Online outrage can accomplish good things.

In December 2013, Justine Sacco, communications director for InterActiveCorp, posted a message on Twitter: “Going to Africa. Hope I don’t get AIDS. Just kidding. I’m white!” She was immediately mobbed online by people justly excoriating her for her racist comment.

In a unique twist, Sacco was on an international flight while the outrage swelled. During her flight, the hashtag #hasjustinelandedyet was created, with people calling for her termination. Shortly after landing, Sacco was fired and issued a public apology. Social media outrage issued a stiff and effective rebuke to racism.

However, outrage can also create an offense greater than the original infraction.

In response to Sacco, people expressed a desire for her to get AIDS, to be raped, and even to be murdered. Where does this disproportionate outrage come from? New York Times contributor Teddy Wayne writes, “By throwing 140-character stones from our Google Glass houses, we preserve our belief (or delusion) that we are morally superior to those who have offended us.”1 That’s the problem with outrage isn’t it? It is quick to condemn others but slow to interrogate ourselves. We see the spec in another’s eye while missing the telephone pole protruding from our own.

While internet outrage can accomplish good, very often it’s less than constructive. Unrestrained outrage spreads like wildfire online, and before we know it we’re easily drawn into a self-righteous hot take, like the multitudes who wrongly condemned Covington Catholic High School student Nick Sandmann of racism. Outrage is also less likely to promote peace. In the words of Nelson Mandela, “When we dehumanize and demonize our opponents, we abandon the possibility of peacefully resolving our differences, and seek to justify violence against them.”4 We’ve seen both police officers and protestors so dehumanize others they justify violence.

If we don’t have a principled approach to making peace, we will settle for dehumanizing gossip, slander, and even violence. How can we live out the humanizing vision of the Kingdom? Jesus says, “Blessed are the peacemakers, for they shall be called sons of God” (Matt 5:10). What does it look like to be peacemakers in an age of outrage?

When Being Right Trumps Relationship

To broker peace we must have a grasp of our default setting in relationships. One setting is to regard being right over the relationship. This person values their own perspective more than they value the person with an opposing or different perspective.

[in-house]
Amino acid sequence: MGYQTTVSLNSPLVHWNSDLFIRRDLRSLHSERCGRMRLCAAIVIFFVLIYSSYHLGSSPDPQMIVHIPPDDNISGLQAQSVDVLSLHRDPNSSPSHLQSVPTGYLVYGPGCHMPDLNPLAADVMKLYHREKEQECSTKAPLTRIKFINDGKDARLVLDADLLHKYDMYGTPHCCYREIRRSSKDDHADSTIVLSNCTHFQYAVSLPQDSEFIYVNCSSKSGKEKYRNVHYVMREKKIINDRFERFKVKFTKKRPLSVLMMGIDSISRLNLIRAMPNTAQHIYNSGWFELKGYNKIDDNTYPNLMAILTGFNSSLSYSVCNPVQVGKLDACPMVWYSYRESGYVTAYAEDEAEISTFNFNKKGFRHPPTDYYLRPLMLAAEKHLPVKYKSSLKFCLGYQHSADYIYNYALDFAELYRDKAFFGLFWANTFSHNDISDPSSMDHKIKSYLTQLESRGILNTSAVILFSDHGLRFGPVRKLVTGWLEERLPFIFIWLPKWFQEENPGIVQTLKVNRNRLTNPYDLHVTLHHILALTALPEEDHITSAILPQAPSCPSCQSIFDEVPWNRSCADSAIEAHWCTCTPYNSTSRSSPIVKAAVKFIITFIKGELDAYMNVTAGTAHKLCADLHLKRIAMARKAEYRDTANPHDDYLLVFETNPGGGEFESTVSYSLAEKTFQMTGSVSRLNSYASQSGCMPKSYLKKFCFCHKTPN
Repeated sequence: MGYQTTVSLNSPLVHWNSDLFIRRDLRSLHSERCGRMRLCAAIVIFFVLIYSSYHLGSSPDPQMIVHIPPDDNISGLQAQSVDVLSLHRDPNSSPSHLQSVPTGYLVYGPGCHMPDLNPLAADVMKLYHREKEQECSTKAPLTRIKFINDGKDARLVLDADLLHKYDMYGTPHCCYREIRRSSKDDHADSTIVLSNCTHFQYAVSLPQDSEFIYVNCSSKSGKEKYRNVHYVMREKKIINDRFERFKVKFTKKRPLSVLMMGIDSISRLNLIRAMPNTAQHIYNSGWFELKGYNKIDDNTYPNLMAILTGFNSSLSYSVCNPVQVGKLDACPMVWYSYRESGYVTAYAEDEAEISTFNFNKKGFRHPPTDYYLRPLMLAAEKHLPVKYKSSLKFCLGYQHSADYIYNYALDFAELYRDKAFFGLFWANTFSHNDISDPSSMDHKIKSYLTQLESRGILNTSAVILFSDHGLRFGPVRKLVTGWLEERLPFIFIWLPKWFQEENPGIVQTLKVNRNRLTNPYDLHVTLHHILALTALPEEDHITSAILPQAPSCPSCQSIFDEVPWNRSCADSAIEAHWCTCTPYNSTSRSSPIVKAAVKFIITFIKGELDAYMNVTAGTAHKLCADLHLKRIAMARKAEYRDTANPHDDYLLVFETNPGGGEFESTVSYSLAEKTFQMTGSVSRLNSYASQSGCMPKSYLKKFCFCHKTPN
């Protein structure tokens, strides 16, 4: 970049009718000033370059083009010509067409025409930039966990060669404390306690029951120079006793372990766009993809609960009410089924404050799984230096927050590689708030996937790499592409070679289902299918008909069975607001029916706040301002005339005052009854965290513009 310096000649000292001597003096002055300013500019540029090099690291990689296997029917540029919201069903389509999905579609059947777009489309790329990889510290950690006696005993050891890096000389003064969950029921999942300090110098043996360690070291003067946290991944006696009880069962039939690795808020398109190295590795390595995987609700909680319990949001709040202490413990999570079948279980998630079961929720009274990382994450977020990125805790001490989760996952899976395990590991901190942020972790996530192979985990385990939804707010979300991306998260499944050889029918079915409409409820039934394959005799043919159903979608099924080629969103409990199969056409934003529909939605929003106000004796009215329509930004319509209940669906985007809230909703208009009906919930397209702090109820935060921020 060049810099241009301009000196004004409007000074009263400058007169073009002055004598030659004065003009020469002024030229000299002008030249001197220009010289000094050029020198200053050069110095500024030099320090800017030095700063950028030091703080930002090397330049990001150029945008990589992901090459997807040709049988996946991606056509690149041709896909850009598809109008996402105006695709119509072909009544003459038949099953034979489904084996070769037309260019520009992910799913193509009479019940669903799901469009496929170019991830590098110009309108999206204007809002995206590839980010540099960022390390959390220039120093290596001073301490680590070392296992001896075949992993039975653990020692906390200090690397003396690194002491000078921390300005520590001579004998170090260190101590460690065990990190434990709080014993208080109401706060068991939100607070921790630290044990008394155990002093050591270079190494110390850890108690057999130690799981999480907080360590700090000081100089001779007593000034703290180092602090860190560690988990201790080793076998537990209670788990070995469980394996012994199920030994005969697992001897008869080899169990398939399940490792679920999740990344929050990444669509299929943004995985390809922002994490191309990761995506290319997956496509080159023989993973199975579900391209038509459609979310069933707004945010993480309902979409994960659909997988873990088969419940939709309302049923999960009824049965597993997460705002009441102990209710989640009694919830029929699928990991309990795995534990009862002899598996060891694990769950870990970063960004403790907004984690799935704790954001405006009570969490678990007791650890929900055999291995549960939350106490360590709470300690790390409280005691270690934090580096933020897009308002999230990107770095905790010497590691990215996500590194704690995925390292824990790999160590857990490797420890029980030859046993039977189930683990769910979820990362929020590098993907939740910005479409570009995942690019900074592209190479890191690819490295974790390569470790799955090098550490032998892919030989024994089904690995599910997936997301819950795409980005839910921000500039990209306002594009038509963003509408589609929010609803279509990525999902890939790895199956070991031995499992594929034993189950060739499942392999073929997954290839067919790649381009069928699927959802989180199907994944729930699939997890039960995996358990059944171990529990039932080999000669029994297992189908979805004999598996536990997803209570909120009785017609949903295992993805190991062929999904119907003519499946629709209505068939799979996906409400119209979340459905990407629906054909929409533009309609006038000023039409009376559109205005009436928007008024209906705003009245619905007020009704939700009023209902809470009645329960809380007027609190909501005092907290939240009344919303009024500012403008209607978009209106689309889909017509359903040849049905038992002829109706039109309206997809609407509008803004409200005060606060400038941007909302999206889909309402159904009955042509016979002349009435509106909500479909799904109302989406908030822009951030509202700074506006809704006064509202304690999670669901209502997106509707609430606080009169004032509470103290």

Say someone in your church posts something online you find offensive. You’re so disturbed by it, you can’t get it out of your head; it’s all you can think about for the next five minutes. You fire back a snarky response in front of everyone. He’s clearly in the wrong, and it’s up to you to correct him. His response is inadequate; he clearly doesn’t get it.

You are like a coiled spring. Mulling over his comment, you begin to break down his position in your mind. You angrily fire off another response, then jump off social media. The next time you see him at church things are awkward. You can only think about how wrong he was. While you have to deal with the tension, at least you let him know where you stand.

This person regards being right over the relationship, which justifies their mistreatment of others. They think, “What matters is the truth!” But isn’t it also true Jesus taught that everyone who is angry with his brother is liable to judgment (Matt 5:22)? And didn’t St. Paul teach us to “speak evil of no one, to avoid quarreling, and be gentle” (Titus 3:2)? Just because we believe our perspective is right, doesn’t give us the right to speak in haughty, demeaning, or hateful ways, even if others are wrong. Instead, we are called to “speak with perfect courtesy to all” (Titus 3:2). The word for “perfect” means meek or gentle. Is your speech marked by gentility towards those who oppose you? Are you cultivating the meekness required to move towards peace?

When Relationship Trumps the Person

Another default setting toward people is to regard the relationship over the person.